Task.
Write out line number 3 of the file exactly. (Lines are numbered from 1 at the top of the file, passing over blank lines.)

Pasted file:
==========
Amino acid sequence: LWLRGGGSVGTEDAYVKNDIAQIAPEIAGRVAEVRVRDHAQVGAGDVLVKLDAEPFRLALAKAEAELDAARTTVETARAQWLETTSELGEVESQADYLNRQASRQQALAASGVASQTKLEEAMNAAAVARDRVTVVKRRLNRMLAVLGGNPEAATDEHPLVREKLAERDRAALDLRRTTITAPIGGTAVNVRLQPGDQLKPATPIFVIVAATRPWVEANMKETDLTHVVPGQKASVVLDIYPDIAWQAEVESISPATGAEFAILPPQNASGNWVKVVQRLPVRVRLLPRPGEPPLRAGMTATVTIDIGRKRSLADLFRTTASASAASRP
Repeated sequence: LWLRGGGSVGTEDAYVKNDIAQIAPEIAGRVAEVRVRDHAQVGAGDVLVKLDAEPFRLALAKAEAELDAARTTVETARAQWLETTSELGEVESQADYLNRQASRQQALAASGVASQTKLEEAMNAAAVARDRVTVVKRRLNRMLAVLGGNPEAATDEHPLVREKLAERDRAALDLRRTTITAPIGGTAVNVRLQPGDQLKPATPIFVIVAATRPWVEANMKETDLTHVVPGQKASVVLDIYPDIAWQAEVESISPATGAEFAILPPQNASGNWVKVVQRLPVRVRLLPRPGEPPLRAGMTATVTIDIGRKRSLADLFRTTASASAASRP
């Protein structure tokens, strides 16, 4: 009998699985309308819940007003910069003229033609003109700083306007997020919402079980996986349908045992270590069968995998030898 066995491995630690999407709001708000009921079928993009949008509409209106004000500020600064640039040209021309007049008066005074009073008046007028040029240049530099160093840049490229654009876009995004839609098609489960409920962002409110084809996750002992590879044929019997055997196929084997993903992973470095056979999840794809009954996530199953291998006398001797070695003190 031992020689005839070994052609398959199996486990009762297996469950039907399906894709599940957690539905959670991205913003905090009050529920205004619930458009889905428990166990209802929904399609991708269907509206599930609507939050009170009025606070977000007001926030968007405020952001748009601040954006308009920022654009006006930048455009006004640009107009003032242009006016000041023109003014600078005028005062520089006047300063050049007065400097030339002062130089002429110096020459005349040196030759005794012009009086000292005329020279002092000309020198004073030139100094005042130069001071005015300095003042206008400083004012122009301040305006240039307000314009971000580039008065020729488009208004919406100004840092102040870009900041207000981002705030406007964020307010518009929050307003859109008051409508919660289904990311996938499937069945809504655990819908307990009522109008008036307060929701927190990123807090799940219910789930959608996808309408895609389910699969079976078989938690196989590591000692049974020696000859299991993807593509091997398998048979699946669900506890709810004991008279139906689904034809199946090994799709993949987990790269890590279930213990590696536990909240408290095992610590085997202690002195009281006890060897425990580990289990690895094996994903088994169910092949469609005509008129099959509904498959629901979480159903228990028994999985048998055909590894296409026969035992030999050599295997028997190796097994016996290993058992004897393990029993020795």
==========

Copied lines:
């Protein structure tokens, strides 16, 4: 009998699985309308819940007003910069003229033609003109700083306007997020919402079980996986349908045992270590069968995998030898 066995491995630690999407709001708000009921079928993009949008509409209106004000500020600064640039040209021309007049008066005074009073008046007028040029240049530099160093840049490229654009876009995004839609098609489960409920962002409110084809996750002992590879044929019997055997196929084997993903992973470095056979999840794809009954996530199953291998006398001797070695003190 031992020689005839070994052609398959199996486990009762297996469950039907399906894709599940957690539905959670991205913003905090009050529920205004619930458009889905428990166990209802929904399609991708269907509206599930609507939050009170009025606070977000007001926030968007405020952001748009601040954006308009920022654009006006930048455009006004640009107009003032242009006016000041023109003014600078005028005062520089006047300063050049007065400097030339002062130089002429110096020459005349040196030759005794012009009086000292005329020279002092000309020198004073030139100094005042130069001071005015300095003042206008400083004012122009301040305006240039307000314009971000580039008065020729488009208004919406100004840092102040870009900041207000981002705030406007964020307010518009929050307003859109008051409508919660289904990311996938499937069945809504655990819908307990009522109008008036307060929701927190990123807090799940219910789930959608996808309408895609389910699969079976078989938690196989590591000692049974020696000859299991993807593509091997398998048979699946669900506890709810004991008279139906689904034809199946090994799709993949987990790269890590279930213990590696536990909240408290095992610590085997202690002195009281006890060897425990580990289990690895094996994903088994169910092949469609005509008129099959509904498959629901979480159903228990028994999985048998055909590894296409026969035992030999050599295997028997190796097994016996290993058992004897393990029993020795």